In this adaptation, however, only the prompt lag needs to be processed and only the half-cycle ambiguity in L2 phase is extracted. As a result only a few relatively simple operations are required. As shown in FIG. 6, the complex L1 sampled signal is delayed by a number of lags (typically 0, 1, 2) calculated by rounding to the nearest lag the difference in the L1-P and L2-P delays concurrently measured by the separate L1-P and L2-P channels as described above. This delayed L1 signal is then multiplied in quadrature times the complex L2 sampled signal. The complex product is then subjected to two phase counter-rotations--the first to subtract L1-P phase and the second to add L2-P phase, where both phases are obtained from concurrent operations as described above. The two counter-rotation phasors do not need to be recomputed since they can be tapped directly from the DSP operations for the L1-P and L2-P channels. Since the L1-P and L2-P channels are each locked onto their respective signal, these two counter-rotations place nearly all of the amplitude in the I component. The counter-rotated I component is then accumulated over a some time interval (e.g., 1 sec.) to increase SNR. Since the half-cycle ambiguity in L1-P phase has been eliminated through use of L1-C/A phase, the sign of the accumulated I component determines the half-cycle ambiguity in L2-P phase. If the I component is positive, L2-P phase is not changed; if the I component is negative, the L2-P phase is adjusted by a half cycle.
As illustrated in FIG. 7, a second preferred embodiment can be used to resolve the half-cycle ambiguity in L2-P phase. For each A-chip accumulation in the processing described above, the prompt I sum from the L1 channel is multiplied times the prompt I sum from the L2 channel and the result is summed over some time interval (e.g., one second). (For each L-band channel, either the prompt I sum obtained from combining the two quadrature-component prompt I sums or the prompt I sum from either quadrature component can be used here. The combined I sum will, of course, provide the best result.) Since the half-cycle ambiguity in L1-P phase has been eliminated through the use of the L1-C/A phase, the sign of this sum of I products can reveal the half-cycle ambiguity in L2-P, if any. If the sum is positive, L2-P phase is not changed; if the sum is negative, the L2-P phase is adjusted by a half cycle.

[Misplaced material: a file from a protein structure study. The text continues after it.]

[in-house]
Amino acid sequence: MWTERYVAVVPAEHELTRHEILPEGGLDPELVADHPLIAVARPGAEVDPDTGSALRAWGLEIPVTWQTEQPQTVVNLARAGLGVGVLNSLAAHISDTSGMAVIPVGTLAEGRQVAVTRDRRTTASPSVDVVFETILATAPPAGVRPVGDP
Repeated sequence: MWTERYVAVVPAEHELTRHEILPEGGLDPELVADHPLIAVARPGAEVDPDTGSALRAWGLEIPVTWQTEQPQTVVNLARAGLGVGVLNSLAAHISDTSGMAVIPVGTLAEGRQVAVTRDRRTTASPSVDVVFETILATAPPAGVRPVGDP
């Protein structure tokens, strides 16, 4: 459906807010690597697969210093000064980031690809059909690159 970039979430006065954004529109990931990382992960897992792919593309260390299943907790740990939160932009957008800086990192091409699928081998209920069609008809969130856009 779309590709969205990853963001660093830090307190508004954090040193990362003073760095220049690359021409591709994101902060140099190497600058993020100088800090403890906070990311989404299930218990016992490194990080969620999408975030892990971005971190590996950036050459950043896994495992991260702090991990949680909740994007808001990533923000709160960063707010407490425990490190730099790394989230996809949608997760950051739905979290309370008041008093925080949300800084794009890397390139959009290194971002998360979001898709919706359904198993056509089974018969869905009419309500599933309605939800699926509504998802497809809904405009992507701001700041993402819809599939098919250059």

A comparison of system-noise error in phase between the present invention and the invention disclosed in U.S. Pat. No. 5,134,407 to Lorenz (1992) can be carried out as follows. For the Lorenz invention, let SNR1 be the voltage SNR of prompt-I in the L1 channel after a sum over an A-code chip width and SNR2 the corresponding SNR in the L2 channel. For the Lorenz invention, the voltage SNR after multiplying by the A-code sign estimate is approximately 0.8*SNR1 *SNR2 in the typical low SNR case, for either the L1 or the L2 channel. The factor of 0.8 represents the loss caused by requantizing a prompt I sum to make it a +1 or -1. Since L2 is 3 dB weaker than L1 according to GPS specifications, one can assume SNR1 ≈√2SNR2 so that the voltage SNR for either L1 or L2 becomes ##EQU1## where k denotes RF channel Lk and x denotes product. Since noise is the same on all correlation sums in the Lorenz invention, this is the effective SNR for phase and delay for both tracking and estimation.
For the present invention, cross-processing within L1 and within L2 produces the following two respective effective SNRs for L1 and L2 phase: ##EQU2## which becomes
SNRx2 =0.5*SNR1 2 (4)
In Equations (2) and (3), the first multiplicative √2 is the improvement from adding the two prompt I sums before cross-processing and the second is the improvement ultimately obtained from adding the cosine and sine quadrature components. (SNR is improved by 3 dB by each of these operations because noise is uncorrelated between quadrature components and between I and Q components). The two dividing √2's, one for each quadrature component, represent the decrease in SNR for a quadrature component relative to the total signal. Comparison of Equation (1) with Equation (2) and Equation (1) with Equation (4) indicates that the effective SNR for phase in the present invention is approximately 5 dB better for L1 and 1 dB worse for L2 relative to the effective SNRs produced by said Lorenz invention.